Let $G=(V,E)$ be a complete finite graph with the vertices arranged in a circle. Each edge has a nonnegative weight, and we would like to find an efficient algorithm to find a subgraph of maximum total weight, which is a triangulation of the graph. A triangulation of the graph is a subgraph such that no edges cross and no edge can be added to the graph without adding a crossing edge.
Of course as you go around the circle every edge will be added since the weight is nonnegative and these edges can never cause a crossing.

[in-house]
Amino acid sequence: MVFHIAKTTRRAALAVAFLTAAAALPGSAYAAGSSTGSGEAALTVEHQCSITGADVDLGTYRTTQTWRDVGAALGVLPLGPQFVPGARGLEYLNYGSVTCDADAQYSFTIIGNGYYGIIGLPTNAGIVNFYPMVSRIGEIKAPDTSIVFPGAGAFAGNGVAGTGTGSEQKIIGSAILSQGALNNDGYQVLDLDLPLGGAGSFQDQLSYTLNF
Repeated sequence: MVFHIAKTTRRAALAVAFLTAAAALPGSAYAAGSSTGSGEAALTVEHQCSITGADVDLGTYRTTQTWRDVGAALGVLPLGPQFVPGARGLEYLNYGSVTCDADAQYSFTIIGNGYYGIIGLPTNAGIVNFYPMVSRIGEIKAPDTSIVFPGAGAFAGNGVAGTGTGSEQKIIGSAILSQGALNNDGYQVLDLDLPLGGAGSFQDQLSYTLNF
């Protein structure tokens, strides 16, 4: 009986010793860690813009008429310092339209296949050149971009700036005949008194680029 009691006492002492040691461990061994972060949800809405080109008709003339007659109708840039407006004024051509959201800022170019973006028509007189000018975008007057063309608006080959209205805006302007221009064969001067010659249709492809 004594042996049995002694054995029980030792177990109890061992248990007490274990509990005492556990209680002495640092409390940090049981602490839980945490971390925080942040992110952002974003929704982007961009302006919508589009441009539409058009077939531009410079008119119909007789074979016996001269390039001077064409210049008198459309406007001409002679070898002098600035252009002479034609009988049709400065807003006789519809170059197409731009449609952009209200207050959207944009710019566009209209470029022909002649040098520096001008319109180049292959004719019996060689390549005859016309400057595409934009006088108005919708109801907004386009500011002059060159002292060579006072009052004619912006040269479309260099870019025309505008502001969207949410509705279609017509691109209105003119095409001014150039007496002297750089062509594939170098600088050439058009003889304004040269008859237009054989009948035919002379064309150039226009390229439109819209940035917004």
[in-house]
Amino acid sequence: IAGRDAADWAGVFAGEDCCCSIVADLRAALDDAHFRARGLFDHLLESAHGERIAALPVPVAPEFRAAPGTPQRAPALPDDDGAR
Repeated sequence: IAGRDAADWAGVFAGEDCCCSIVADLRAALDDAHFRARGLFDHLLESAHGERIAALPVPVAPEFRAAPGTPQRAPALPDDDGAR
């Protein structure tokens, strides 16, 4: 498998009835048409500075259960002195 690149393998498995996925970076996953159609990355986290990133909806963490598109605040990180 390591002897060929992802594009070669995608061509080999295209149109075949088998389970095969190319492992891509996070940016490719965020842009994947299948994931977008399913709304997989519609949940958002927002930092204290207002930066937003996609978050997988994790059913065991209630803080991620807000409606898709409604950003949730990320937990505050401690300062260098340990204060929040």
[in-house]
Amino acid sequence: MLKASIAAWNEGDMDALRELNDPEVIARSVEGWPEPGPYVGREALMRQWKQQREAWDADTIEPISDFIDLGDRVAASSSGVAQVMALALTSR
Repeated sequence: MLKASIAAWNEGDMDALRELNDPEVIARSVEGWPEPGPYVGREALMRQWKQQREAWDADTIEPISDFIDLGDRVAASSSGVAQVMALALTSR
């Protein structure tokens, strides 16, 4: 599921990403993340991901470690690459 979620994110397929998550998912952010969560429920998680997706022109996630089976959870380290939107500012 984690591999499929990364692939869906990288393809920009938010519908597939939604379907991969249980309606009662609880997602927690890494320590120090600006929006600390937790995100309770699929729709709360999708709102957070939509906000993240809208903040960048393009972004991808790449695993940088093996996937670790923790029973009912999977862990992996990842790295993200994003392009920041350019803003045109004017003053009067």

I initially thought of a greedy algorithm, selecting the highest weight edges and eliminating all crossing edges, but of course that won't work. I also thought about eliminating least weight edges but it seems to me that would probably also not work for the same reason.
I also tried to think of a divide-and-conquer algorithm, perhaps sped up by dynamic programming or something. My only thought was to first pick a random vertex and then iterate through all edges, finding the maximum graph weight if the edge were included (by first finding the maximum weight triangulation on one side of the edge and then on the other). But the runtime then seems like it has the equation
$$ T(n)=[T(n-1)]+[T(4)+T(n-2)] + ... + [T(n-2)+T(4)]+[T(n-1)] $$
and that doesn't seem like it would be efficient.